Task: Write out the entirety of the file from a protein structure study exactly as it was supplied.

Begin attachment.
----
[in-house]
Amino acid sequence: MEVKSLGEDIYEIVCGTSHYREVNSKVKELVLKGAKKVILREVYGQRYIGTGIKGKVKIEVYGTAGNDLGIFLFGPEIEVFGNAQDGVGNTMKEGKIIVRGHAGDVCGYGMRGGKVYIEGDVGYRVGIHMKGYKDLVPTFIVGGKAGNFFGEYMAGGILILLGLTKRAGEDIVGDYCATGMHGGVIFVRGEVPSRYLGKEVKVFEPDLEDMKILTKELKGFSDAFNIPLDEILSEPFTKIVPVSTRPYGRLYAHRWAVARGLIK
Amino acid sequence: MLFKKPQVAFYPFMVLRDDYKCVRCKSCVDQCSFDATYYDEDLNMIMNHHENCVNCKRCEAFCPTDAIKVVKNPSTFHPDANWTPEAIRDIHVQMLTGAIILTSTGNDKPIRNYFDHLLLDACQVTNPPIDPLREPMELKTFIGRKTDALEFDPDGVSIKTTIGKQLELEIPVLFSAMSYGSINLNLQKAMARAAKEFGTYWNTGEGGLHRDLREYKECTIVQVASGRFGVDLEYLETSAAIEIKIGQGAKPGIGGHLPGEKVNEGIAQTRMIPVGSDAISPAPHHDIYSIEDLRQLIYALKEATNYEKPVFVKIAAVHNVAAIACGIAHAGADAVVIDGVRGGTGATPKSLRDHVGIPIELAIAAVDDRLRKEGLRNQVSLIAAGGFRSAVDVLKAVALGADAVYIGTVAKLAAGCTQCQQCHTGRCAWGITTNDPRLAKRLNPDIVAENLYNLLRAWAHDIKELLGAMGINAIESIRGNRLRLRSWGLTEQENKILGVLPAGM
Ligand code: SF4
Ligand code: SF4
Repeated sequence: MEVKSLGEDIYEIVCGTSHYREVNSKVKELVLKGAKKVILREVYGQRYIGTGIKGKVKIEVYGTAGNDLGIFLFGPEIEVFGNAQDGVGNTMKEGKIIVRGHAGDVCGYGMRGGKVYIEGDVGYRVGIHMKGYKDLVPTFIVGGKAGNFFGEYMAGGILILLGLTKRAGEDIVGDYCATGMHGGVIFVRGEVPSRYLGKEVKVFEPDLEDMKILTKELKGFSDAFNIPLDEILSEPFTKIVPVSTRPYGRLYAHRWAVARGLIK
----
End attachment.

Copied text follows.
[in-house]
Amino acid sequence: MEVKSLGEDIYEIVCGTSHYREVNSKVKELVLKGAKKVILREVYGQRYIGTGIKGKVKIEVYGTAGNDLGIFLFGPEIEVFGNAQDGVGNTMKEGKIIVRGHAGDVCGYGMRGGKVYIEGDVGYRVGIHMKGYKDLVPTFIVGGKAGNFFGEYMAGGILILLGLTKRAGEDIVGDYCATGMHGGVIFVRGEVPSRYLGKEVKVFEPDLEDMKILTKELKGFSDAFNIPLDEILSEPFTKIVPVSTRPYGRLYAHRWAVARGLIK
Amino acid sequence: MLFKKPQVAFYPFMVLRDDYKCVRCKSCVDQCSFDATYYDEDLNMIMNHHENCVNCKRCEAFCPTDAIKVVKNPSTFHPDANWTPEAIRDIHVQMLTGAIILTSTGNDKPIRNYFDHLLLDACQVTNPPIDPLREPMELKTFIGRKTDALEFDPDGVSIKTTIGKQLELEIPVLFSAMSYGSINLNLQKAMARAAKEFGTYWNTGEGGLHRDLREYKECTIVQVASGRFGVDLEYLETSAAIEIKIGQGAKPGIGGHLPGEKVNEGIAQTRMIPVGSDAISPAPHHDIYSIEDLRQLIYALKEATNYEKPVFVKIAAVHNVAAIACGIAHAGADAVVIDGVRGGTGATPKSLRDHVGIPIELAIAAVDDRLRKEGLRNQVSLIAAGGFRSAVDVLKAVALGADAVYIGTVAKLAAGCTQCQQCHTGRCAWGITTNDPRLAKRLNPDIVAENLYNLLRAWAHDIKELLGAMGINAIESIRGNRLRLRSWGLTEQENKILGVLPAGM
Ligand code: SF4
Ligand code: SF4
Repeated sequence: MEVKSLGEDIYEIVCGTSHYREVNSKVKELVLKGAKKVILREVYGQRYIGTGIKGKVKIEVYGTAGNDLGIFLFGPEIEVFGNAQDGVGNTMKEGKIIVRGHAGDVCGYGMRGGKVYIEGDVGYRVGIHMKGYKDLVPTFIVGGKAGNFFGEYMAGGILILLGLTKRAGEDIVGDYCATGMHGGVIFVRGEVPSRYLGKEVKVFEPDLEDMKILTKELKGFSDAFNIPLDEILSEPFTKIVPVSTRPYGRLYAHRWAVARGLIK